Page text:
Irish animation studio Cartoon Saloon (opens in new tab) is off to a flying start this year. The studio's stunning animated feature film Song of the Sea (opens in new tab) scored the team their second Oscar nomination in January 2015 and is continuing to win Cartoon Saloon international recognition.
What makes this year's nomination even better is that Song of the Sea is only the Kilkenny-based studio's second-ever animated feature film – and their first, The Secret of Kells (opens in new tab), also received an Oscar nomination just five years ago.
We caught up with the Cartoon Saloon crew ahead of their talk at OFFSET 2015 (opens in new tab) in Dublin, one of Europe's biggest design and creative conferences, to find out how the studio has elevated itself onto an international platform.
Creative director Tomm Moore has already explained how to make an Oscar-nominated animation (opens in new tab). Here, he reveals some canny advice for finding your studio's voice – and although he's referring to Cartoon Saloon's work as an animation studio, the advice is just as relevant for any creative design discipline…
01. Draw on a rich pool of resources
With The Secret of Kells we wanted to have a design style that reflected the art of illuminated manuscripts. But we also needed to use the full range of colour and shape language to influence the audience, so we also drew on German expressionism and other visual language tricks, such as limiting the palette and using unusual perspective choices to influence the audience during dramatic moments.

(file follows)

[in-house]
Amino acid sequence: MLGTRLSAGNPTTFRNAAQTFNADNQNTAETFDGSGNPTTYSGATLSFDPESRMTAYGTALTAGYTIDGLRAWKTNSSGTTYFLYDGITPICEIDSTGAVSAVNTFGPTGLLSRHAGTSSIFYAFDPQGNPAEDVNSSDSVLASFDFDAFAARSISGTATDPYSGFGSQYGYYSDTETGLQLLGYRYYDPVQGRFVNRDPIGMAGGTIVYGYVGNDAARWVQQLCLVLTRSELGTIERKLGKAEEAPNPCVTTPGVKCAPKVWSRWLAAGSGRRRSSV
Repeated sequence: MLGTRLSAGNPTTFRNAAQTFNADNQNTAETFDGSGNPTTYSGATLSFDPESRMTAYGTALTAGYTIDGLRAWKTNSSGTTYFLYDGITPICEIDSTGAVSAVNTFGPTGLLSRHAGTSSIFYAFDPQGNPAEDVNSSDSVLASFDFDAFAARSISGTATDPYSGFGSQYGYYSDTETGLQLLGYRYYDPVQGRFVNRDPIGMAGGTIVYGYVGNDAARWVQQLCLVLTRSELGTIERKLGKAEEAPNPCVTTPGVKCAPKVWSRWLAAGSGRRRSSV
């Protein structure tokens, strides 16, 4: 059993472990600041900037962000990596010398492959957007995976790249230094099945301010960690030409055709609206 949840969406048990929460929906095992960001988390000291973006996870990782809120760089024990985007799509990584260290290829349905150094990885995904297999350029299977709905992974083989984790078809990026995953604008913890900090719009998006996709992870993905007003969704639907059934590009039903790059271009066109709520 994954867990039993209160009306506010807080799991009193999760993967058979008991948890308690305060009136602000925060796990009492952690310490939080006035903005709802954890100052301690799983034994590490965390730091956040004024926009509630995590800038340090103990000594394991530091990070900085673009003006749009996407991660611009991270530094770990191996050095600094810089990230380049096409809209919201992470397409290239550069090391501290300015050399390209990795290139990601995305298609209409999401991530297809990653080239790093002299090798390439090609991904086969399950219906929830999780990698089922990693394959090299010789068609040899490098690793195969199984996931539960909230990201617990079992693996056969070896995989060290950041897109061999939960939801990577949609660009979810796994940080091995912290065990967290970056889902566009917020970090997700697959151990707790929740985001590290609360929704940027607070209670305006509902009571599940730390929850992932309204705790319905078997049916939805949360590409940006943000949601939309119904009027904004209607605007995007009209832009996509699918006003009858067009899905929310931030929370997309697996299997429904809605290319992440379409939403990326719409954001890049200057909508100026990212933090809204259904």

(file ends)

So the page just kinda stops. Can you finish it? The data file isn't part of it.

02. Ensure the design is relevant
The Secret of Kells celebrates incredibly intricate hand-drawn art, so we needed an animation style that honoured that. We looked at the geometric layouts of the pages, sometimes integrating that approach into our shots, using panel boarders to change the shape of the screen, and also in the way we composed shots.
We made sure the characters were drawn in a simplified version of the Book of Kells style, with thick outlines, and using shapes and features borrowed from the book. Also, the design of certain folios in the book influenced how we drew trees and the wilderness, as well as the interiors, such as the scriptorium and so on.
03. Carve your own voice
The intricacies add to the viewing experience and lead to repeat viewings: they help build out the world and make it more immersive. It helps us stand out from the crowd as every aspect of the design is made to suit the story.
We try not to fall back on generic cartoon designs. We developed the look for Song of the Sea over seven years, starting during production of The Secret of Kells.
Next page: more tips on how to make your studio stand out